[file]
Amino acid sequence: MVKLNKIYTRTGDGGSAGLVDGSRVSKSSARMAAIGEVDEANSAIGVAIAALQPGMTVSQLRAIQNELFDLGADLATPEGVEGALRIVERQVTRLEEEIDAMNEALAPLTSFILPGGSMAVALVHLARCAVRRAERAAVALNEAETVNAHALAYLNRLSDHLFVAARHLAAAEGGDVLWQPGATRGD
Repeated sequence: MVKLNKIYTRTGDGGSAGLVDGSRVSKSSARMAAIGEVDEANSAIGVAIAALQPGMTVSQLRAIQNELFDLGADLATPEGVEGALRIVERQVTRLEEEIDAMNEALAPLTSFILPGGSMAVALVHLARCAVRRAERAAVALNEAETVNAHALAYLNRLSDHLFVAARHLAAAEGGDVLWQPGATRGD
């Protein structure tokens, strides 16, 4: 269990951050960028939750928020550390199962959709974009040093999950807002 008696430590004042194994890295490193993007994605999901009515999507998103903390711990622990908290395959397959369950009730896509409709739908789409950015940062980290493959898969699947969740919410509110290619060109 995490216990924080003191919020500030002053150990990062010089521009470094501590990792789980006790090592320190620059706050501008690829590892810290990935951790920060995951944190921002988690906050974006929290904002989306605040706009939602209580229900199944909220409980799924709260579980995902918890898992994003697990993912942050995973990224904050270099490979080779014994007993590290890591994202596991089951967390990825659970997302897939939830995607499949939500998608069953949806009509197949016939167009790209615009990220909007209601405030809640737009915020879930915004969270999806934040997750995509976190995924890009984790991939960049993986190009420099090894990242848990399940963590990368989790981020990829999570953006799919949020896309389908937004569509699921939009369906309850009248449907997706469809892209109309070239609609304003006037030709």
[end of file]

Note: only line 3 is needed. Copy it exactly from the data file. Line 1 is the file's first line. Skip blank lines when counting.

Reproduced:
């Protein structure tokens, strides 16, 4: 269990951050960028939750928020550390199962959709974009040093999950807002 008696430590004042194994890295490193993007994605999901009515999507998103903390711990622990908290395959397959369950009730896509409709739908789409950015940062980290493959898969699947969740919410509110290619060109 995490216990924080003191919020500030002053150990990062010089521009470094501590990792789980006790090592320190620059706050501008690829590892810290990935951790920060995951944190921002988690906050974006929290904002989306605040706009939602209580229900199944909220409980799924709260579980995902918890898992994003697990993912942050995973990224904050270099490979080779014994007993590290890591994202596991089951967390990825659970997302897939939830995607499949939500998608069953949806009509197949016939167009790209615009990220909007209601405030809640737009915020879930915004969270999806934040997750995509976190995924890009984790991939960049993986190009420099090894990242848990399940963590990368989790981020990829999570953006799919949020896309389908937004569509699921939009369906309850009248449907997706469809892209109309070239609609304003006037030709």